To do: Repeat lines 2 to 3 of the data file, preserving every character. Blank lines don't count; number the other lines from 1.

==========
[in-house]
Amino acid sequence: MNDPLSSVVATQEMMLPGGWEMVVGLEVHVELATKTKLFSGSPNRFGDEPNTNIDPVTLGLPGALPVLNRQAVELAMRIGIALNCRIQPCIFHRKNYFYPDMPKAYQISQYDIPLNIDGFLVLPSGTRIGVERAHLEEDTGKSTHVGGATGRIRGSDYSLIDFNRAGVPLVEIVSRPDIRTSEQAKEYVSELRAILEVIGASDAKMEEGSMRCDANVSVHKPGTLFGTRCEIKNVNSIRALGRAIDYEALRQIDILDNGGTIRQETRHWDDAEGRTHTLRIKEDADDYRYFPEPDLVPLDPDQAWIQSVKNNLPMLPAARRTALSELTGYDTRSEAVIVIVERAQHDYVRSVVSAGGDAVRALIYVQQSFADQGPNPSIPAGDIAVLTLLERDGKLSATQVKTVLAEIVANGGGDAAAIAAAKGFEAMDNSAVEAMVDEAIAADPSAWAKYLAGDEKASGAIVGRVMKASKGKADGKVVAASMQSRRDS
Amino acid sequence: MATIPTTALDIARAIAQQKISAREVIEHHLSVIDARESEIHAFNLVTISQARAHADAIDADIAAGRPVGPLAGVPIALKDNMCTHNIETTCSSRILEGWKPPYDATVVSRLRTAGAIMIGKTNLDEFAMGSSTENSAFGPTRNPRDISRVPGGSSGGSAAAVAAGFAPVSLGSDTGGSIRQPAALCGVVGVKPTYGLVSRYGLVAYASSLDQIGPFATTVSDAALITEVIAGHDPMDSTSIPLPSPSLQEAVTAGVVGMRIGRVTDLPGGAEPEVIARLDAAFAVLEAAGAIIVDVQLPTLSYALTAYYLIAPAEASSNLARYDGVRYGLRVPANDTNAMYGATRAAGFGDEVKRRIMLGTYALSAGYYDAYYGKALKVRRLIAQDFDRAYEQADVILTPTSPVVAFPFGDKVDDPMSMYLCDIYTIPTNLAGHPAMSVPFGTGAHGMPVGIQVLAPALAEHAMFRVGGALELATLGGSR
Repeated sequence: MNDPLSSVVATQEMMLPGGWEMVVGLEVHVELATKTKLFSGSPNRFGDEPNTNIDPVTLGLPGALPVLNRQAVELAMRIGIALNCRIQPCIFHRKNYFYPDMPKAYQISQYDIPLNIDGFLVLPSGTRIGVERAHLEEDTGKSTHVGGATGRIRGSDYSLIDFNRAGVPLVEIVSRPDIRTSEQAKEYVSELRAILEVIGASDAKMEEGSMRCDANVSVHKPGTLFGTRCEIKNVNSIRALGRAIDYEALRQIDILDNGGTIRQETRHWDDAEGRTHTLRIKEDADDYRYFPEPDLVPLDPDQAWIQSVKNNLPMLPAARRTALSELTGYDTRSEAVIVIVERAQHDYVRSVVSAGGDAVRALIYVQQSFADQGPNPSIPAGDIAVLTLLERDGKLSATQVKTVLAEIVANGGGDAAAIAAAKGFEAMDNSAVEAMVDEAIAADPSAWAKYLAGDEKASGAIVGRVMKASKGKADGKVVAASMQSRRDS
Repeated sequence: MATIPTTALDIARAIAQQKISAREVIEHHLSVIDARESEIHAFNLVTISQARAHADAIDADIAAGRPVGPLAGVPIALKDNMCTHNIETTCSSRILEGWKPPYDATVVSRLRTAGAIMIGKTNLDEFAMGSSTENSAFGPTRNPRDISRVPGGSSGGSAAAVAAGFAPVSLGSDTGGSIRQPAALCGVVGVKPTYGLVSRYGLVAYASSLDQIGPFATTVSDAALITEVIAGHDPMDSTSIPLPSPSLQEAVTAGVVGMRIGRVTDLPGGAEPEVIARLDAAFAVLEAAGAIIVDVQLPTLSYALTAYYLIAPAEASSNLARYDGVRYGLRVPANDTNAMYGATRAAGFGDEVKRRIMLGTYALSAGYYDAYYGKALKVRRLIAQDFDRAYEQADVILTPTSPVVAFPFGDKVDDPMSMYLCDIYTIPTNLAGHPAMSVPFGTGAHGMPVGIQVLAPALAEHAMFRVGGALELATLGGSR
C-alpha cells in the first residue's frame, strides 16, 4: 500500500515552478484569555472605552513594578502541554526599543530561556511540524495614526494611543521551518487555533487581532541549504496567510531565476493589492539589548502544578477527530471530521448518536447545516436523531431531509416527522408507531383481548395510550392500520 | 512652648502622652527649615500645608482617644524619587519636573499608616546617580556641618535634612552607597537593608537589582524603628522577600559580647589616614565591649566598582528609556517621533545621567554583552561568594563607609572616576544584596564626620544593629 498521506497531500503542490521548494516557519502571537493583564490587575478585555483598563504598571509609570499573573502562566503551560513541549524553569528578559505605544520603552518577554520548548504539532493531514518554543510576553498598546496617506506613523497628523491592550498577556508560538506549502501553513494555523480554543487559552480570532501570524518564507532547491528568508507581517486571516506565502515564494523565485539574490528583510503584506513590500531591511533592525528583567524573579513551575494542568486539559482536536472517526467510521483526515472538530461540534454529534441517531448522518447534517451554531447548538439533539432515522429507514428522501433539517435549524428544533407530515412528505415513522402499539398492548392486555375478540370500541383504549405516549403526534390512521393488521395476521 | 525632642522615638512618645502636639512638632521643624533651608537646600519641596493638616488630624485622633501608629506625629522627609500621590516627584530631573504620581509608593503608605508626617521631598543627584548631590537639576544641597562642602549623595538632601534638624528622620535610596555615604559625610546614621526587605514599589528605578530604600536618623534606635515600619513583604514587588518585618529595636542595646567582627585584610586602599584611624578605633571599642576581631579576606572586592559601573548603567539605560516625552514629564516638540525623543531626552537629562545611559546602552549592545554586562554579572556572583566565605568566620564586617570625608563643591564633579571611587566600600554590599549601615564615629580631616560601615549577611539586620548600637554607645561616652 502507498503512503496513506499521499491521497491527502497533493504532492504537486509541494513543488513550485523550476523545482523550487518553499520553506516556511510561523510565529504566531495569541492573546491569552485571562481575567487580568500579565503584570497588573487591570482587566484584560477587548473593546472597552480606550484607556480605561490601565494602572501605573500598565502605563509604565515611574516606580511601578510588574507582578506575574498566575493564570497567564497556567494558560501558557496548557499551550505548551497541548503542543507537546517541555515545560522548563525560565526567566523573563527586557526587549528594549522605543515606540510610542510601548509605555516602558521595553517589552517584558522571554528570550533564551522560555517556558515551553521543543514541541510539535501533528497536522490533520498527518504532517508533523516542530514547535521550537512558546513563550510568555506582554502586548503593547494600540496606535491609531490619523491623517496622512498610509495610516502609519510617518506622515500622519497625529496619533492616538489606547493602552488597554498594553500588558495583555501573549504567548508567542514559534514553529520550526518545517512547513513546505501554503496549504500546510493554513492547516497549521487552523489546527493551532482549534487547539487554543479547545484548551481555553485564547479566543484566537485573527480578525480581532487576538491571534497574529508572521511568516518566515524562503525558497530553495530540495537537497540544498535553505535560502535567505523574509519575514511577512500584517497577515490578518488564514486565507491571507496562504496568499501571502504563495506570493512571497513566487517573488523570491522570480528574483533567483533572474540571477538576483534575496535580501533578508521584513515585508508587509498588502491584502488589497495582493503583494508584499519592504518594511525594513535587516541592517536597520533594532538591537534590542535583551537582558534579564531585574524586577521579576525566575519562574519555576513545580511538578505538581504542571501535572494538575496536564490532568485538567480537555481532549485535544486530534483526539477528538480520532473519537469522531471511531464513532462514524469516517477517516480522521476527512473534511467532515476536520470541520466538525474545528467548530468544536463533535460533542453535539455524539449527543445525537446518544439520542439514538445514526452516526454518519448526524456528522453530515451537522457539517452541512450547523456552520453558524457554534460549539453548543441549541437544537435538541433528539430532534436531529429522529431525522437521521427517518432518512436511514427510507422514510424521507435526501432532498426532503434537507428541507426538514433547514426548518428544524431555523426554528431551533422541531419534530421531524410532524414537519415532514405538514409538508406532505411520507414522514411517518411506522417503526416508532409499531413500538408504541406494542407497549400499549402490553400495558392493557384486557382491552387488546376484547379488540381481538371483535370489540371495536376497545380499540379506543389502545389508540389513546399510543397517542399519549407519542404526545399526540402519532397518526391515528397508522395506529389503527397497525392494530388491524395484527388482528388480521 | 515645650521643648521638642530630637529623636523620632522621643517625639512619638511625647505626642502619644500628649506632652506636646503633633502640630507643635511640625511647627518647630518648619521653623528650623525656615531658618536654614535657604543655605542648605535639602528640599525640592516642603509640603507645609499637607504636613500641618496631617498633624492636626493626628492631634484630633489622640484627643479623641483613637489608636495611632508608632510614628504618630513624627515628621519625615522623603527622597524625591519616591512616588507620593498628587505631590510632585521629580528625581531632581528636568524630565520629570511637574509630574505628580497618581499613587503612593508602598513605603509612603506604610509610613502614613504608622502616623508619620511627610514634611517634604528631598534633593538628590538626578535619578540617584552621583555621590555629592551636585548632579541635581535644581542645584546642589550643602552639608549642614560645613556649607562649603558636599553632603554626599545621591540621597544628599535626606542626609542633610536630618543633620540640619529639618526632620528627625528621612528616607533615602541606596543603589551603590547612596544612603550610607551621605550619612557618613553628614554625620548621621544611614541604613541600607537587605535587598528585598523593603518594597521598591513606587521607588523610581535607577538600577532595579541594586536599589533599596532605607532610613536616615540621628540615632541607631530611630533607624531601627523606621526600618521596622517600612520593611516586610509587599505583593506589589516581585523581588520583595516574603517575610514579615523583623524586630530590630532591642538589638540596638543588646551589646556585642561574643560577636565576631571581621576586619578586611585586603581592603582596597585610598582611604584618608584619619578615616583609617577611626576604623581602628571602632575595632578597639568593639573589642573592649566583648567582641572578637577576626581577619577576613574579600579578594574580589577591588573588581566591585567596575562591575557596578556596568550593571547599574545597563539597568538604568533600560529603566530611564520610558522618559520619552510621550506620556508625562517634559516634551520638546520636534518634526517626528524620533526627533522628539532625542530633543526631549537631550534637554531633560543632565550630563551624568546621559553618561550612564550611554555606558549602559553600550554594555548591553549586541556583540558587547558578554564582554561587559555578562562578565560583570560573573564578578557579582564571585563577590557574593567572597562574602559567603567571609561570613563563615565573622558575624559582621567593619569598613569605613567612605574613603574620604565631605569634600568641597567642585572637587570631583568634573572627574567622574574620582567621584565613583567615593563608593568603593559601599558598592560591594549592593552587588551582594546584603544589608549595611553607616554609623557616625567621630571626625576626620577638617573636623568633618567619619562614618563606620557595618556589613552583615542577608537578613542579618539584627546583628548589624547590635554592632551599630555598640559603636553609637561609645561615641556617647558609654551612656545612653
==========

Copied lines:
Amino acid sequence: MNDPLSSVVATQEMMLPGGWEMVVGLEVHVELATKTKLFSGSPNRFGDEPNTNIDPVTLGLPGALPVLNRQAVELAMRIGIALNCRIQPCIFHRKNYFYPDMPKAYQISQYDIPLNIDGFLVLPSGTRIGVERAHLEEDTGKSTHVGGATGRIRGSDYSLIDFNRAGVPLVEIVSRPDIRTSEQAKEYVSELRAILEVIGASDAKMEEGSMRCDANVSVHKPGTLFGTRCEIKNVNSIRALGRAIDYEALRQIDILDNGGTIRQETRHWDDAEGRTHTLRIKEDADDYRYFPEPDLVPLDPDQAWIQSVKNNLPMLPAARRTALSELTGYDTRSEAVIVIVERAQHDYVRSVVSAGGDAVRALIYVQQSFADQGPNPSIPAGDIAVLTLLERDGKLSATQVKTVLAEIVANGGGDAAAIAAAKGFEAMDNSAVEAMVDEAIAADPSAWAKYLAGDEKASGAIVGRVMKASKGKADGKVVAASMQSRRDS
Amino acid sequence: MATIPTTALDIARAIAQQKISAREVIEHHLSVIDARESEIHAFNLVTISQARAHADAIDADIAAGRPVGPLAGVPIALKDNMCTHNIETTCSSRILEGWKPPYDATVVSRLRTAGAIMIGKTNLDEFAMGSSTENSAFGPTRNPRDISRVPGGSSGGSAAAVAAGFAPVSLGSDTGGSIRQPAALCGVVGVKPTYGLVSRYGLVAYASSLDQIGPFATTVSDAALITEVIAGHDPMDSTSIPLPSPSLQEAVTAGVVGMRIGRVTDLPGGAEPEVIARLDAAFAVLEAAGAIIVDVQLPTLSYALTAYYLIAPAEASSNLARYDGVRYGLRVPANDTNAMYGATRAAGFGDEVKRRIMLGTYALSAGYYDAYYGKALKVRRLIAQDFDRAYEQADVILTPTSPVVAFPFGDKVDDPMSMYLCDIYTIPTNLAGHPAMSVPFGTGAHGMPVGIQVLAPALAEHAMFRVGGALELATLGGSR